To estimate the marginal posterior distributions for the parameters, we used the Metropoliscoupled Markov chain Monte Carlo technique (refs. 7 and 8; our implementation of the algorithm closely followed that of Altekar and colleagues, ref. 9), run on a cluster of 40 Intel processors. The value of parameter τ for these computations was assumed to be equal to the average of α and ι and the values of φ and η to 0 and 1, respectively. This assumption did not affect our findings regarding values of the other parameters, yet it greatly reduced computational complexity. Using the Metropoliscoupled Markov chain Monte Carlo technique, we estimated a full posterior distribution of parameters given data, P(parameters  data). We then divided the whole space of the permissible parameter values into “bad” and “good” neighborhoods [the error rate is very high in the bad neighborhood (>0.5) and low in the good neighborhood (<0.5)] and computed the posterior probabilities that the parameter values belong to each neighborhood. Our estimates of the marginal posterior distributions for major parameters are shown in Fig. 4. As long as in our computation we assumed noninformative prior parameter distributions, the mode of each estimated marginal density corresponds to the maximumlikelihood estimate of the parameter value; a narrow peak indicates a high degree of certainty in the estimate, whereas a wide peak indicates that the variance of the estimate is large.
The data set that we used for analysis included 2.5 million reasoning chains containing 3.3 million individual statements extracted from the geneways 6.0 database (1–3). We did our data analysis in two ways. In one version of the analysis, we used only one (most frequent) statement of each kind per article, whereas in the other version of analysis, we used all statements available in the database. The results of the two analyses are qualitatively indistinguishable, and we show here only results of the analysis of the former type.
Analysis of all three data sets under the constantβ model produced consistent estimates of β with the posterior mean close to 0.2 (the 95% credible interval for the largest dataset, all, was bound by 0.166 and 0.235). To determine whether this simple way of estimating restatements was reasonable, we manually analyzed 200 statements about molecular interactions in Drosophila melanogaster (these statements were randomly sampled from the flyspecific portion of the geneways 6.0 database). Among these 200 statements, 107 were based on original experiments, which gave us an estimate of β equal to 0.465 with a 95% confidence interval (0.394 and 0.637; see Supporting Text). Therefore, the simple constantβ model was falsified with the data. We were then able to estimate the value of the decay parameter (ψ) by using the manually collected data (ψ was equal to 0.445, 0.479, and 0.502 for datasets all, logical, and physical, respectively). Notably, however, when we compared estimation results under the simpler constantβ model with those under the more complicated decayingβ model, all of the major results reported here held for both computations, demonstrating the robustness of our model to estimates of mechanical restatements.
The probabilistic approach to analysis of data naturally allowed us to compare directly the relative plausibility of each alternative universe (by estimating the latter’s posterior probability, see Fig. 5). To define the bounds of universes, we divided the parameter space into eight equalsized subspaces, and we estimated the proportion of the posterior density associated with each subspace. [The subspaces were separated by three mutually orthogonal planes cutting axes (ρ, μ, ν) at ρ = 0.5, μ = 0.5, and ν = 0.5, respectively.] Because the number of informative (cold) Metropoliscoupled Markov chain Monte Carlo technique iterations in our analysis was enormous (3 × 10^{6}), the differences between posterior probabilities of the two universes are statistically significant.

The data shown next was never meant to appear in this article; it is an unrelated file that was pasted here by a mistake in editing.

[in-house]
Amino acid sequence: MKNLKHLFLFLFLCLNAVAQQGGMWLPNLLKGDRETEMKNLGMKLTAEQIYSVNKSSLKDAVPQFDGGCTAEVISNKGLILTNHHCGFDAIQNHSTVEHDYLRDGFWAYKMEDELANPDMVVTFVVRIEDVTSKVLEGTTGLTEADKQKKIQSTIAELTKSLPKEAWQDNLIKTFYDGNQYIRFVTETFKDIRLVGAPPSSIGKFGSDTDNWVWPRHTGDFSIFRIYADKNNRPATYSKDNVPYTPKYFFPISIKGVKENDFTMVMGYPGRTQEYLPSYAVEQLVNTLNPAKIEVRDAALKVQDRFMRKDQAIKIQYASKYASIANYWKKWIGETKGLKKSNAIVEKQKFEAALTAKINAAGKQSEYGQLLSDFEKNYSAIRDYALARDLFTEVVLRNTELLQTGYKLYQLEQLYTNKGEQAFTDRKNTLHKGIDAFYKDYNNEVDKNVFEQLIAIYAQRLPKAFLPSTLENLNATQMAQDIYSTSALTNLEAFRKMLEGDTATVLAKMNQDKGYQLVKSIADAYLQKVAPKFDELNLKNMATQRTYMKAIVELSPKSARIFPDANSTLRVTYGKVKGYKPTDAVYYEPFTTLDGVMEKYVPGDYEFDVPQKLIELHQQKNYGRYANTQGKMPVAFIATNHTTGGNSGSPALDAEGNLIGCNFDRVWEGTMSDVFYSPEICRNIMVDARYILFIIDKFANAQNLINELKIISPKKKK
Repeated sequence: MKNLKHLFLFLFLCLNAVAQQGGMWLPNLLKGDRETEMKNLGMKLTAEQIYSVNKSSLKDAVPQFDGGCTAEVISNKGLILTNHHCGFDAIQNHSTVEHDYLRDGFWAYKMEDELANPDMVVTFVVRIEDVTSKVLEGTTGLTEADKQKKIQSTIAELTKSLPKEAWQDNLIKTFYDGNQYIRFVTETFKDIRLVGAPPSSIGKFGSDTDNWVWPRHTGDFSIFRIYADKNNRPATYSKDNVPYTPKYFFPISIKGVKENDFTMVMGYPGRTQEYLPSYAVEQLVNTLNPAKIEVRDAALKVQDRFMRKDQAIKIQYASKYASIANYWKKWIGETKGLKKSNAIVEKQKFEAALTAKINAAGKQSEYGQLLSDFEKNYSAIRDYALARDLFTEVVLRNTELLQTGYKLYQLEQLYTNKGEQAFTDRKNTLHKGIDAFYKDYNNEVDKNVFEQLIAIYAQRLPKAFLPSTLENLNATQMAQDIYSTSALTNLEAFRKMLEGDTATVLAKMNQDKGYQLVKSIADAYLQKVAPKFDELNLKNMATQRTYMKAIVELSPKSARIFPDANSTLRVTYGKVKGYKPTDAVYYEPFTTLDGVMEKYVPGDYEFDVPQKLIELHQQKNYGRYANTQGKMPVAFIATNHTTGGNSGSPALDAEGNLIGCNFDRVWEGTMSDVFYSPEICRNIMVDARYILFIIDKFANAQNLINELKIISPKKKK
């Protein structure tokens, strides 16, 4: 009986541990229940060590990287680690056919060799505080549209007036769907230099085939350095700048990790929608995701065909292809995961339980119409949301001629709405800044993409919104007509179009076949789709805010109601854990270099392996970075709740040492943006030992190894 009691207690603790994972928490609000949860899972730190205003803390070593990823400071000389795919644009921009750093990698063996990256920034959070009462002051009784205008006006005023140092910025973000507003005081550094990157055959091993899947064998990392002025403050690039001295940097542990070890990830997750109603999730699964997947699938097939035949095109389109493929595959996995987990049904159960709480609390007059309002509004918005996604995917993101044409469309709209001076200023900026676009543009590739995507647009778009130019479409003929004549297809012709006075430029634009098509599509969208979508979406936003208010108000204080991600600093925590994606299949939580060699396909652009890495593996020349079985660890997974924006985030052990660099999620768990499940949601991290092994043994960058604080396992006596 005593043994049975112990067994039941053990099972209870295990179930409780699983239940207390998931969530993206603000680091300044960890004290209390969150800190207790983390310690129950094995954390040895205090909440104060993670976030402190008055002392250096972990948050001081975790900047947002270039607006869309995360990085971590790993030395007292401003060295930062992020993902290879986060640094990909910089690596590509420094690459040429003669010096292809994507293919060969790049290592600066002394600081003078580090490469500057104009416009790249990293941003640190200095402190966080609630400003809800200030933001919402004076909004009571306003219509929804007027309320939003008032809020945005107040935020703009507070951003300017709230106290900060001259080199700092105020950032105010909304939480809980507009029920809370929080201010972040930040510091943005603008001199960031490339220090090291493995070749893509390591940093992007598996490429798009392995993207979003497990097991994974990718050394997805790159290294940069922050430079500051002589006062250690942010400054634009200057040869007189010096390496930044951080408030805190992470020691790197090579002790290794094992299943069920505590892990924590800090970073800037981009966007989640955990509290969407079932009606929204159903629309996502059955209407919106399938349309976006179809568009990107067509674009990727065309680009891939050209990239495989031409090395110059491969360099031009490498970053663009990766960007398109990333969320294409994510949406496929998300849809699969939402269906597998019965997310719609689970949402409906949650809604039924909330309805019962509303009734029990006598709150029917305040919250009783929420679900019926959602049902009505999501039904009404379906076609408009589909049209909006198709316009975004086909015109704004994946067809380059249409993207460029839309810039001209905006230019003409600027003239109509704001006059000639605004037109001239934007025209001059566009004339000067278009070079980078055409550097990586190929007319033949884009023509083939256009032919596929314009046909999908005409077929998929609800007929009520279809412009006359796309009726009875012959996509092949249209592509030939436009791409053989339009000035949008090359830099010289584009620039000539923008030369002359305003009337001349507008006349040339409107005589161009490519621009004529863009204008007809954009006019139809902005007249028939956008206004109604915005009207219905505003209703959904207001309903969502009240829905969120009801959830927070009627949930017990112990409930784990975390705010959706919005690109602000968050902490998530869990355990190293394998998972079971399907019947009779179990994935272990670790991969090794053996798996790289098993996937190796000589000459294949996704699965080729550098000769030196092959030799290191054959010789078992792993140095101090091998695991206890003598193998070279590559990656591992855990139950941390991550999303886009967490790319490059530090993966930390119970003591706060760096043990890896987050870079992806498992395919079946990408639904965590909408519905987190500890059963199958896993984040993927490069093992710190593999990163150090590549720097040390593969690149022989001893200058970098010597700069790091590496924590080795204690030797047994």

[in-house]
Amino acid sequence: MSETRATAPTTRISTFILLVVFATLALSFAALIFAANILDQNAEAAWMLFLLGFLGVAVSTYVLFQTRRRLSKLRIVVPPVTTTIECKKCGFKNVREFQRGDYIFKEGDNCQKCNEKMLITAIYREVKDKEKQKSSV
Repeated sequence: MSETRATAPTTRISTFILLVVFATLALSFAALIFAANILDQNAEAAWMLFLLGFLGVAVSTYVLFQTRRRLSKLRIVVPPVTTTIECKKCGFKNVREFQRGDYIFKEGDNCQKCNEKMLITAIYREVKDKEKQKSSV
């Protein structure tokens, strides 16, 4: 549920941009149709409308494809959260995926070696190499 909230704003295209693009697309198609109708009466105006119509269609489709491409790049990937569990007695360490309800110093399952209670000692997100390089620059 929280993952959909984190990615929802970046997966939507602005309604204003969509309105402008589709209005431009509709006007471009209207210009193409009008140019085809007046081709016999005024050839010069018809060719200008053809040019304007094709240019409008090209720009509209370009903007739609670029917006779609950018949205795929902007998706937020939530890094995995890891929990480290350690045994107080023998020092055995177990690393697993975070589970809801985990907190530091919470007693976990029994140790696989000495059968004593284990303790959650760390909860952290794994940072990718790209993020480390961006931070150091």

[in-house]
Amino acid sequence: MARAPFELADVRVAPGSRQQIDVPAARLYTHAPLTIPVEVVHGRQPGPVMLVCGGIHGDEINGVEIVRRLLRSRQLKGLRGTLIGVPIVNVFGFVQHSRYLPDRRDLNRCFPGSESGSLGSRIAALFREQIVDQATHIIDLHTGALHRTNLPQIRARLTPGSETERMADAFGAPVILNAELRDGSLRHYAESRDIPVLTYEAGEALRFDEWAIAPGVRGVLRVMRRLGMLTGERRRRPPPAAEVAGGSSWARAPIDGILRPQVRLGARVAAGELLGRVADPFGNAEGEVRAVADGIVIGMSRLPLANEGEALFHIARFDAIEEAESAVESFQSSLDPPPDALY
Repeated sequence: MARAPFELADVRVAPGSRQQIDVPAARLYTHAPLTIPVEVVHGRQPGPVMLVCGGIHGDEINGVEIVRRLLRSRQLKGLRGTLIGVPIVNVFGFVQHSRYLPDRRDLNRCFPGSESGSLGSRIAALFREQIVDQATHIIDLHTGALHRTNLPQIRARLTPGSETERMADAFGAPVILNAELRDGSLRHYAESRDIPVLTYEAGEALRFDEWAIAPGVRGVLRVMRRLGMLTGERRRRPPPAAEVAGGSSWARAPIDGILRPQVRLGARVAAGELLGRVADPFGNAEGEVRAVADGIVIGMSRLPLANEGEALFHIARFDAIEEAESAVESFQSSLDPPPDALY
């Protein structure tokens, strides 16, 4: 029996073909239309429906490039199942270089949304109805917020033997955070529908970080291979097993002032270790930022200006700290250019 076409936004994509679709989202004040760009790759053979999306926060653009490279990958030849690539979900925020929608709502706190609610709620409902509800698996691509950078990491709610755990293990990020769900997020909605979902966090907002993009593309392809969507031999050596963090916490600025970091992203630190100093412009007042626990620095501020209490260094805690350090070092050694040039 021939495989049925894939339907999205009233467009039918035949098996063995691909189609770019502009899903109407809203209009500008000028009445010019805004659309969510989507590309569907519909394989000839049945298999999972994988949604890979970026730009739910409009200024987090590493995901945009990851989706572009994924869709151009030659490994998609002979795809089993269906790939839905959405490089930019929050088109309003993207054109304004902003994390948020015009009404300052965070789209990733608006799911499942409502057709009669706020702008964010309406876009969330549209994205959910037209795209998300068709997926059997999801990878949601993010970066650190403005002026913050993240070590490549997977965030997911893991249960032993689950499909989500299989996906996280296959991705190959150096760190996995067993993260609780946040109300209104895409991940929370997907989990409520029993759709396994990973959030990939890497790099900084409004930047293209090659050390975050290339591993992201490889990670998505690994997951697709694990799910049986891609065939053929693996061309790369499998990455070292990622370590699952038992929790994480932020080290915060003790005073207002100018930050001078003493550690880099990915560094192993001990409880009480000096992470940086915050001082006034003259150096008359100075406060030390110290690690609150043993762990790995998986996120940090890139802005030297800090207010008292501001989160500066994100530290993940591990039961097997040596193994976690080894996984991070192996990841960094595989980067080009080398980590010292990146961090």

We can draw several conclusions from this analysis of the relative plausibility of the alternative universes. For the largest combined data set (all), the most likely universe was the pessimists’ (posterior probability 0.73), followed by the optimists’ (posterior probability 0.27). A very similar picture is observed for the smaller data sets (Fig. 5), but for all practical purposes, both universes successfully explained reality.
Optimum Parameter Values.
Assuming that both experimental error rates (falsenegative and falsepositive) do not exceed 0.5, the optimum value for parameter ι is zero, whereas the optimum value of α depends on the length of the chain. The optimum values of α are close to 0.39, 0.29, and 0.21 for chains of length 3, 6, and 9, respectively (data not shown). As the chain grows longer, the optimum value of α becomes progressively smaller.
Supporting Information.
For more information, see Figs. 6–23, which are published as supporting information on the PNAS web site.
Figures and Tables
Acknowledgments
We thank Lynn Caporale, Murat Cokol, Lyn Dupré, Michael Krauthammer, Ani Nenkova, Paul Pavlidis, Valerie Reinke, James J. Russo, Rita Rzhetsky, and Tian Zheng for comments on the earlier version of the manuscript; Dennis Vitkup for suggesting the term “momentum of a statement”; and Ahmet Sinav for the artwork. This study was supported by grants from the National Institutes of Health (to A.R. and K.P.W.), the National Science Foundation, the Department of Energy, the Cure Autism Now Foundation, and the Defense Advanced Research Projects Agency (to A.R.), and the W. M. Keck Foundation (to K.P.W.).
Footnotes
 ^{§}To whom correspondence should be addressed. Email: andrey.rzhetsky{at}dbmi.columbia.edu

Author contributions: A.R. and K.P.W. designed research; A.R. and I.I. performed research; A.R., I.I., and J.M.L. analyzed data; and A.R. and K.P.W. wrote the paper.

Conflict of interest statement: No conflicts declared.

Freely available online through the PNAS open access option.
 © 2006 by The National Academy of Sciences of the USA